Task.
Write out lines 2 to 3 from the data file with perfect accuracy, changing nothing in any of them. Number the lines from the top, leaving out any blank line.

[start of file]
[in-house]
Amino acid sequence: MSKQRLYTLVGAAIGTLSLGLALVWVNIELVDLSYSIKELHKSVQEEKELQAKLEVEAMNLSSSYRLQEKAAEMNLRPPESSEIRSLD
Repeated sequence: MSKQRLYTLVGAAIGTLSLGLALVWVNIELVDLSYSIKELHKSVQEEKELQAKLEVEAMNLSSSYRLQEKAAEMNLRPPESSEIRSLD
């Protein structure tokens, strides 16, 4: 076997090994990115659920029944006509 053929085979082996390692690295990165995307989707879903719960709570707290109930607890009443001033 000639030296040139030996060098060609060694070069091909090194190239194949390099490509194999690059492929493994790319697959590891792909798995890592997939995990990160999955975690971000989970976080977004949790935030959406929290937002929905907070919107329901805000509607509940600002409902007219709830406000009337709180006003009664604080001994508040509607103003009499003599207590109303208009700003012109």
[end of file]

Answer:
Amino acid sequence: MSKQRLYTLVGAAIGTLSLGLALVWVNIELVDLSYSIKELHKSVQEEKELQAKLEVEAMNLSSSYRLQEKAAEMNLRPPESSEIRSLD
Repeated sequence: MSKQRLYTLVGAAIGTLSLGLALVWVNIELVDLSYSIKELHKSVQEEKELQAKLEVEAMNLSSSYRLQEKAAEMNLRPPESSEIRSLD